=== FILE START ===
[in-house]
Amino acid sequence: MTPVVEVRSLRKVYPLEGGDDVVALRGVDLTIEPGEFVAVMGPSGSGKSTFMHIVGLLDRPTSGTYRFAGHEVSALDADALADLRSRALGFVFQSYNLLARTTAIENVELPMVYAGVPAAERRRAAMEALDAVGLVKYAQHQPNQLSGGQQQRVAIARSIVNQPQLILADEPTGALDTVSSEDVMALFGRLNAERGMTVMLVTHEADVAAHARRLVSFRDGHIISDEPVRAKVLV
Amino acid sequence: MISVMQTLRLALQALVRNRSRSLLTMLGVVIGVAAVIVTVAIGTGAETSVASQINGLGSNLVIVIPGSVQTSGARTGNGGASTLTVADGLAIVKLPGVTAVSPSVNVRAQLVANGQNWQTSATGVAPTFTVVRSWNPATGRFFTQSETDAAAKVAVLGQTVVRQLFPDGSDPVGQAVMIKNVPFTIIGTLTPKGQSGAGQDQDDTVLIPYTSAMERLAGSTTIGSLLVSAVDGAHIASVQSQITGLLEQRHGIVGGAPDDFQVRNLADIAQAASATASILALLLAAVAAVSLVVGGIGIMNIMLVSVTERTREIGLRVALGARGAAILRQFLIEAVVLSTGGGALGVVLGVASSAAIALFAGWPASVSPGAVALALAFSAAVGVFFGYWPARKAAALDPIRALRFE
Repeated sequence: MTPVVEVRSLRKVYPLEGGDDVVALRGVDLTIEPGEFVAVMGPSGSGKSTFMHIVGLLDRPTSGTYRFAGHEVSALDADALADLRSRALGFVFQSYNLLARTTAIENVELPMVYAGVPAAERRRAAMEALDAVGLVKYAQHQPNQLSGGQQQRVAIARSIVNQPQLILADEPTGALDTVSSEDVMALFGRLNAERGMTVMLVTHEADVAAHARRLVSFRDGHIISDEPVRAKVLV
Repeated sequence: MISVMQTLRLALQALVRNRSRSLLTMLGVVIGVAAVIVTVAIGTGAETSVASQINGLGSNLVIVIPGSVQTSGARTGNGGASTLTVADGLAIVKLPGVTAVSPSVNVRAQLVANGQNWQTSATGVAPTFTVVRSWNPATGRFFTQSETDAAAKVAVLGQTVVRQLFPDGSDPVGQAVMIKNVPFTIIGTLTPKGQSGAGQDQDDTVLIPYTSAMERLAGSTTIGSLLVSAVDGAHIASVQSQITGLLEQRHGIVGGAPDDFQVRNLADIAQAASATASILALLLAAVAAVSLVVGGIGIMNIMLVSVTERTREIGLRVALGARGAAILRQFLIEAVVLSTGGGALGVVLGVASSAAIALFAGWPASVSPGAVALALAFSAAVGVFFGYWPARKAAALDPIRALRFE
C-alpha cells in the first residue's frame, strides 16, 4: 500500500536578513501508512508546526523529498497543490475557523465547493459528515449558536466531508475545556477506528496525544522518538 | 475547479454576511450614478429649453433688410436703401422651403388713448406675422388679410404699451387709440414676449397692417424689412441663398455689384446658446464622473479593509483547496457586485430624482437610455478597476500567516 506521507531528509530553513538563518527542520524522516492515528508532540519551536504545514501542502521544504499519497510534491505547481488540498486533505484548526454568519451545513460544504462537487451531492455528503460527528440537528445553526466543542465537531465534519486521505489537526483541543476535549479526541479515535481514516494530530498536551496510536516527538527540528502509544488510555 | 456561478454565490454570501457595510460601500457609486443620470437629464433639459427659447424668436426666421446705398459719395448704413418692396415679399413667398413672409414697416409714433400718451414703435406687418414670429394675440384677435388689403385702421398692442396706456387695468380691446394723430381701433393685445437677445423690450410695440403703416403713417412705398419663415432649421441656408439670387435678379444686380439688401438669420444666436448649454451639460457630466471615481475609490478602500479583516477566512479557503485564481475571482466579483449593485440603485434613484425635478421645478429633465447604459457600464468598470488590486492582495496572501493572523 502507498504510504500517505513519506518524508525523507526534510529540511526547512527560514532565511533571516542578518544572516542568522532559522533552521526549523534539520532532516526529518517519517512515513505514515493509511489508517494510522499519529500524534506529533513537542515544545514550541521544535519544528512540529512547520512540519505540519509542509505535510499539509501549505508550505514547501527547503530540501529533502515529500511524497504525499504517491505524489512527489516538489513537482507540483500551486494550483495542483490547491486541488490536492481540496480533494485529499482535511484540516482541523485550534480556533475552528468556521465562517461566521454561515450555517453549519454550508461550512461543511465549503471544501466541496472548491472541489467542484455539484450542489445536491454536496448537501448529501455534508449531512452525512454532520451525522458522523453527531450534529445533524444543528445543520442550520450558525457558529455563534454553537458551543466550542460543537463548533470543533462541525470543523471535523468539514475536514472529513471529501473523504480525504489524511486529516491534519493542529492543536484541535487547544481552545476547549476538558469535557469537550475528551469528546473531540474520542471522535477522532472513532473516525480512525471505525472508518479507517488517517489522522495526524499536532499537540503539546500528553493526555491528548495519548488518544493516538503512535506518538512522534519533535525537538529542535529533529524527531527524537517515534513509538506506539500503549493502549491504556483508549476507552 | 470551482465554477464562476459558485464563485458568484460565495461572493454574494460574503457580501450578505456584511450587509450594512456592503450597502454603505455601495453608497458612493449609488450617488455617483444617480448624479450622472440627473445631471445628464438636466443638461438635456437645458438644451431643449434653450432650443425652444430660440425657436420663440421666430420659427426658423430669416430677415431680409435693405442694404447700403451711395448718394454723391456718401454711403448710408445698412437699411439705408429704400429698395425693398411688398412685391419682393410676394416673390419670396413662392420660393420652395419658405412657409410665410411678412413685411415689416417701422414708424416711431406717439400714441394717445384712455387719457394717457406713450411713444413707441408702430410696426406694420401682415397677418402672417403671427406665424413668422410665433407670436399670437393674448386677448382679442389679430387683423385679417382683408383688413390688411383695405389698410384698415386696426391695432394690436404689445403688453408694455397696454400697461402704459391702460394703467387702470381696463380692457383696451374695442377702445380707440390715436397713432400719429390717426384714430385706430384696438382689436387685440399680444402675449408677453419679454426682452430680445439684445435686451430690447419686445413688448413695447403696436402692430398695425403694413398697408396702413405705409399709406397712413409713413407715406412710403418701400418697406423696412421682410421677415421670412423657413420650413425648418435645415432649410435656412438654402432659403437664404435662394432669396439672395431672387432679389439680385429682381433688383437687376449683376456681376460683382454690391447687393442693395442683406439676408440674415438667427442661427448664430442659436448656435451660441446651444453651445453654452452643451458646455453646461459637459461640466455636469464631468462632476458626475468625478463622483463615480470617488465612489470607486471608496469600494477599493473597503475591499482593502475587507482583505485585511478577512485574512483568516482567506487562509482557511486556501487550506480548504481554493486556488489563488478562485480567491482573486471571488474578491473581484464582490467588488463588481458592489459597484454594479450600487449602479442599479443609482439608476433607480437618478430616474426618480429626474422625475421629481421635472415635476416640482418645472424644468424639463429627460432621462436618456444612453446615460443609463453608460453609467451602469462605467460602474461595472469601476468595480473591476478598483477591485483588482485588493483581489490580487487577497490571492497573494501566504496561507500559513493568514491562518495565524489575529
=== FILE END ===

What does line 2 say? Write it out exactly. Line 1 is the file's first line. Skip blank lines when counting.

Amino acid sequence: MTPVVEVRSLRKVYPLEGGDDVVALRGVDLTIEPGEFVAVMGPSGSGKSTFMHIVGLLDRPTSGTYRFAGHEVSALDADALADLRSRALGFVFQSYNLLARTTAIENVELPMVYAGVPAAERRRAAMEALDAVGLVKYAQHQPNQLSGGQQQRVAIARSIVNQPQLILADEPTGALDTVSSEDVMALFGRLNAERGMTVMLVTHEADVAAHARRLVSFRDGHIISDEPVRAKVLV